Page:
The motors target the bacteria and, once activated with light, burrow through their exteriors.

While bacteria can evolve to resist antibiotics by locking the antibiotics out, the bacteria have no defense against molecular drills. Antibiotics able to get through openings made by the drills are once again lethal to the bacteria.

The researchers reported their results in the American Chemical Society journal ACS Nano.

Tour and Robert Pal, a Royal Society University Research Fellow at Durham and co-author of the new paper, introduced the molecular drills for boring through cells in 2017. The drills are paddlelike molecules that can be prompted to spin at 3 million rotations per second when activated with light.

Tests by the Texas A&M lab of lead scientist Jeffrey Cirillo and former Rice researcher Richard Gunasekera, now at at Biola, effectively killed Klebsiella pneumoniae within minutes. Microscopic images of targeted bacteria showed where motors had drilled through cell walls.

“Bacteria don’t just have a lipid bilayer,” Tour said. “They have two bilayers and proteins with sugars that interlink them, so things don’t normally get through these very robust cell walls. That’s why these bacteria are so hard to kill. But they have no way to defend against a machine like these molecular drills, since this is a mechanical action and not a chemical effect.”

The motors also increased the susceptibility of K. pneumonia to meropenem, an antibacterial drug to which the bacteria had developed resistance. “Sometimes, when the bacteria figures out a drug, it doesn’t let it in,” Tour said. “Other times, bacteria defeat the drug by letting it in and deactivating it.”

He said meropenem is an example of the former. “Now we can get it through the cell wall,” Tour said. “This can breathe new life into ineffective antibiotics by using them in combination with the molecular drills.”

Gunasekera said bacterial colonies targeted with a small concentration of nanomachines alone killed up to 17% of cells, but that increased to 65% with the addition of meropenem. After further balancing motors and the antibiotic, the researchers were able to kill 94% of the pneumonia-causing pathogen.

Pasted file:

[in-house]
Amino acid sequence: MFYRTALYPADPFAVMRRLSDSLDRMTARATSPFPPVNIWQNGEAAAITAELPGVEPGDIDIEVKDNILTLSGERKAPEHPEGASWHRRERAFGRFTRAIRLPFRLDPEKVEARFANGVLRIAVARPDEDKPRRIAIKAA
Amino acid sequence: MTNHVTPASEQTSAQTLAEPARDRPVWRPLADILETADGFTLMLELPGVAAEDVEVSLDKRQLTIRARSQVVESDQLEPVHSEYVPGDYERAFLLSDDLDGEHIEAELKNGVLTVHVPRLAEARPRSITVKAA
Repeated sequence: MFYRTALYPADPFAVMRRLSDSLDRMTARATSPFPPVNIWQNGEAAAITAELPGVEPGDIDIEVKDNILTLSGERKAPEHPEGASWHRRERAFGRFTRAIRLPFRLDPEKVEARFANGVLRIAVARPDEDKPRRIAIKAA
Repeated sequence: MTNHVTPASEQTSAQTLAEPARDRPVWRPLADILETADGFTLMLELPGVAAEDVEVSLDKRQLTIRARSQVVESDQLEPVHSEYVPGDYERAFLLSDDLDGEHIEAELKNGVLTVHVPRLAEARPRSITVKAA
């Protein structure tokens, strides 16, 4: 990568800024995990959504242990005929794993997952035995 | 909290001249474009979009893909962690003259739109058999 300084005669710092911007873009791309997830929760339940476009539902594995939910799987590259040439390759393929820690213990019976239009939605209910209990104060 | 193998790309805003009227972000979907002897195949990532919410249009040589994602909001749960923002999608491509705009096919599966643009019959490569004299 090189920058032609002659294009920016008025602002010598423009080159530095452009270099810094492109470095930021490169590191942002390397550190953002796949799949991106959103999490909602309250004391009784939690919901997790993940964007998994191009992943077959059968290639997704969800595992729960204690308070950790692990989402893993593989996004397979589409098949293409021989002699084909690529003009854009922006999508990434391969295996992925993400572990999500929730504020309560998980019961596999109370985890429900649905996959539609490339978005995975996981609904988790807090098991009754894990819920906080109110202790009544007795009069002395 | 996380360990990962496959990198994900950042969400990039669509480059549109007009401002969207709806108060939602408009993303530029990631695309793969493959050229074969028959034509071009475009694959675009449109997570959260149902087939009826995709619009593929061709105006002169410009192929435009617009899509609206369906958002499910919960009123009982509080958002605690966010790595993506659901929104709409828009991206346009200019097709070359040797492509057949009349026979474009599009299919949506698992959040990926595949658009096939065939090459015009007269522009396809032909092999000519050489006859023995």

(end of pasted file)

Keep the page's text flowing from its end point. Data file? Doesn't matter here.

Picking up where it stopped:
Tour said the nanomachines may see their most immediate impact in treating skin, wound, catheter or implant infections caused by bacteria — like staphylococcus aureus MRSA, klebsiella or pseudomonas — and intestinal infections. “On the skin, in the lungs or in the GI tract, wherever we can introduce a light source, we can attack these bacteria,” he said. “Or one could have the blood flow through a light-containing external box and then back into the body to kill blood-borne bacteria.”

“We are very much interested in treating wound and implant infections initially,” Cirillo said. “But we have ways to deliver these wavelengths of light to lung infections that cause numerous mortalities from pneumonia, cystic fibrosis and tuberculosis, so we will also be developing respiratory infection treatments.”

Gunasekera noted bladder-borne bacteria that cause urinary tract infections may also be targeted.

The paper is one of two published by the Tour lab this week that advance the ability of microscopic nanomachines to treat disease. In the other, which appears in ACS Applied Materials Interfaces, researchers at Rice and the University of Texas MD Anderson Cancer Center targeted and attacked lab samples of pancreatic cancer cells with machines that respond to visible rather than the previously used ultraviolet light. “This is another big advance, since visible light will not cause as much damage to the surrounding cells,” Tour said.

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Materials provided by Rice University. Original written by Mike Williams. Note: Content may be edited for style and length.